The way a state regulatory body and Dayton Power and Light (DP&L) reacted to a Ohio Supreme Court ruling last year has created a flurry of appeals and legal moves, with potentially millions at stake.
On Thursday, the Ohio Supreme Court allowed Dayton Power & Light to intervene in appeals against a Public Utilities Commission of Ohio (PUCO) decision that last year allowed DP&L to withdraw an electric security plan, or plan for doing business.
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“This appears to be the court granting DP&L’s motion to intervene in those proceedings,” the PUCO spokesman, Matthew Schilling, said Thursday.
In recent months, several groups have appealed the PUCO’s August 2016 decision to grant DP&L’s motion to withdraw its electric security plan, Schilling said.
The groups argue that the PUCO could not simply allow DP&L to withdraw the plan, and that the PUCO must properly account for what they argue were improperly collected charges.
The Ohio Consumers’ Counsel office said its appeal is “taken to protect customers from being made to pay millions of dollars ($73 million per year) to Dayton Power & Light Company for unlawful transition charges.”
In a statement released Thursday, a spokesman for that office said, “Energy prices are at historic lows, but DP&L continues to charge its customers more than the market price for electricity. Dayton-area consumers deserve lower electric rates reflecting lower prices in the competitive market — and the Consumers’ Counsel’s appeal is intended to achieve those lower rates.”
FROM AUGUST 2016:
Protection groups says DP&L request will cost electric consumers more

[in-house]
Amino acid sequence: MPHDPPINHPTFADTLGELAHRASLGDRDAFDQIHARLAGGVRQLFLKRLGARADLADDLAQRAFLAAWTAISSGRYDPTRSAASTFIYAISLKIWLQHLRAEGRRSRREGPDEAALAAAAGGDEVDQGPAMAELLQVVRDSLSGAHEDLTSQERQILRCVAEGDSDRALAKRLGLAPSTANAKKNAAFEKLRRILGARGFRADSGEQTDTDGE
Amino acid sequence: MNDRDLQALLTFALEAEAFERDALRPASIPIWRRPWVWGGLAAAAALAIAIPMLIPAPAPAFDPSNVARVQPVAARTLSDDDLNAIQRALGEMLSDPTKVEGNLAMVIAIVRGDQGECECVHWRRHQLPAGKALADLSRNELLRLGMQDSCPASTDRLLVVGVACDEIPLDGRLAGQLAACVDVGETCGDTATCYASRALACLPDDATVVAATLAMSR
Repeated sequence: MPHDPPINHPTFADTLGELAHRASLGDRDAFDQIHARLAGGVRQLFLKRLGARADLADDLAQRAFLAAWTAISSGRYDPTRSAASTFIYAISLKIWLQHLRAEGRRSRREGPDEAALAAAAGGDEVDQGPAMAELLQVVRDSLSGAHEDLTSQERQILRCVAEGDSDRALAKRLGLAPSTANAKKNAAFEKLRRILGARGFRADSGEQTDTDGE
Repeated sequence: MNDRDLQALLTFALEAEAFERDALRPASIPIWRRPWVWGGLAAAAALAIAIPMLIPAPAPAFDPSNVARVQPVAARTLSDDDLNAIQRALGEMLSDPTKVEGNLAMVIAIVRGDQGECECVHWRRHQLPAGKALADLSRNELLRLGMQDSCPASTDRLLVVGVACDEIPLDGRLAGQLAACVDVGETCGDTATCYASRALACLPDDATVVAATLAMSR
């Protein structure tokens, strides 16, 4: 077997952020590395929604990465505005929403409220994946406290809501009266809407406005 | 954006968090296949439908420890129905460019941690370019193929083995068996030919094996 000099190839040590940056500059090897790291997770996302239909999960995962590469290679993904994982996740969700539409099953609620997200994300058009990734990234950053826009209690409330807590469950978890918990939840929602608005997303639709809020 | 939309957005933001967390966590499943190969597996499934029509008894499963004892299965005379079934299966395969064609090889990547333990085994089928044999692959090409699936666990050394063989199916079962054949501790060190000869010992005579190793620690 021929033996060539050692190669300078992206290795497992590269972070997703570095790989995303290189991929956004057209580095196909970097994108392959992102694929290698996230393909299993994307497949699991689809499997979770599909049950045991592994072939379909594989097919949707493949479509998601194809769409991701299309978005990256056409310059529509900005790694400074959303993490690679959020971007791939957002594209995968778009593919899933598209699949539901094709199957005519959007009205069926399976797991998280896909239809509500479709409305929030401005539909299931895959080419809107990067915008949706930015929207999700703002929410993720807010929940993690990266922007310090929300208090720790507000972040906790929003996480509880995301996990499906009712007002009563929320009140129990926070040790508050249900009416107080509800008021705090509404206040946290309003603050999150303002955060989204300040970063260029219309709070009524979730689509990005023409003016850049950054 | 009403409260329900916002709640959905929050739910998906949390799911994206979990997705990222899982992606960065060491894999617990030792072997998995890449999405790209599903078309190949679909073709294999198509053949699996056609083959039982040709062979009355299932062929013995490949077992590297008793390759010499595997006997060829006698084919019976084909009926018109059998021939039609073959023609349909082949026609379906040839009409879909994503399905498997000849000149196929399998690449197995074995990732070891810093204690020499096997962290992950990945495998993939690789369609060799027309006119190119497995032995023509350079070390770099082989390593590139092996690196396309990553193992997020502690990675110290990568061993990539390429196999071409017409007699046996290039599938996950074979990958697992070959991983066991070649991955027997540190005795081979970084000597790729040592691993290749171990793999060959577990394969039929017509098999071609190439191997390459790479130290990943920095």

In August last year, the PUCO let DP&L withdraw its electric security plan, or “ESP,” which is basically a proposed plan for operating in a way that’s meant to protect the utility’s ability to provide power.
That August 2016 ruling came two months after a key Ohio Supreme Court ruling. The court in June 2016 reversed a PUCO decision that allowed DP&L to charge customers extra.
About a month after the Supreme Court’s ruling, in July 2016, DP&L filed a motion to withdraw its application for the ESP.
Kroger Co. is among those appealing the PUCO’s August 2016 ruling.
In its February appeal to the Ohio Supreme Court, the consumers’ counsel said the PUCO violated state law when it allowed DP&L to withdraw its ESP.
“The letter and intent of (state law) allows a utility to withdraw its electric security plan in response to a PUCO order, not in response to a Supreme Court decision,” the office said.
Added the office, “The PUCO unreasonably and unlawfully allowed a utility to withdraw its electric security plan after 32 months of charging customers.”
The Industrial Energy Users of Ohio, a group of Ohio manufacturers and big energy users, faulted the PUCO for failing “to initiate a proceeding to account for the amounts billed and collected under” under what the group said was an unlawful “rider” or charge in that ESP.
“The (PUCO) failed to account for the revenue DP&L collected under the unlawful … charge,” the energy users group said.
Schilling declined to comment on the appeals.
In a statement, DP&L said, “Since DP&L has a clear interest in the subject of the cases, the Supreme Court granted that motion today, which is consistent with its prior practice. DP&L’s motion to intervene was unopposed.”
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